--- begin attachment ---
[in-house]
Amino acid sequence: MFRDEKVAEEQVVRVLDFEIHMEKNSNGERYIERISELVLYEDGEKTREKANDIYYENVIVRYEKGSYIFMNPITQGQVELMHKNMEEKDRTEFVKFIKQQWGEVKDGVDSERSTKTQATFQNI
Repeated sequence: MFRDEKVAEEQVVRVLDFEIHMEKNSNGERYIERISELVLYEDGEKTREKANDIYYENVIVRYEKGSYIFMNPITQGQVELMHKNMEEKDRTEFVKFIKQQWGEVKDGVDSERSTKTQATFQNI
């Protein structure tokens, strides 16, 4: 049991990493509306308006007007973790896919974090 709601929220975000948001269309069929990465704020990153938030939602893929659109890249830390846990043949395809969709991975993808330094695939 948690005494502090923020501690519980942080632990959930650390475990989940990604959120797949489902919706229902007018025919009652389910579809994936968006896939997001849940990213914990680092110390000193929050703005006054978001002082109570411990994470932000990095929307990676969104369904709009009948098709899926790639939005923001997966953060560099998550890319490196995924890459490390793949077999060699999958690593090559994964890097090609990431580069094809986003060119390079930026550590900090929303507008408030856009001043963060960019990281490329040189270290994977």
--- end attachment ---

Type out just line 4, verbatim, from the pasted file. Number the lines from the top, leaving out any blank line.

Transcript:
């Protein structure tokens, strides 16, 4: 049991990493509306308006007007973790896919974090 709601929220975000948001269309069929990465704020990153938030939602893929659109890249830390846990043949395809969709991975993808330094695939 948690005494502090923020501690519980942080632990959930650390475990989940990604959120797949489902919706229902007018025919009652389910579809994936968006896939997001849940990213914990680092110390000193929050703005006054978001002082109570411990994470932000990095929307990676969104369904709009009948098709899926790639939005923001997966953060560099998550890319490196995924890459490390793949077999060699999958690593090559994964890097090609990431580069094809986003060119390079930026550590900090929303507008408030856009001043963060960019990281490329040189270290994977």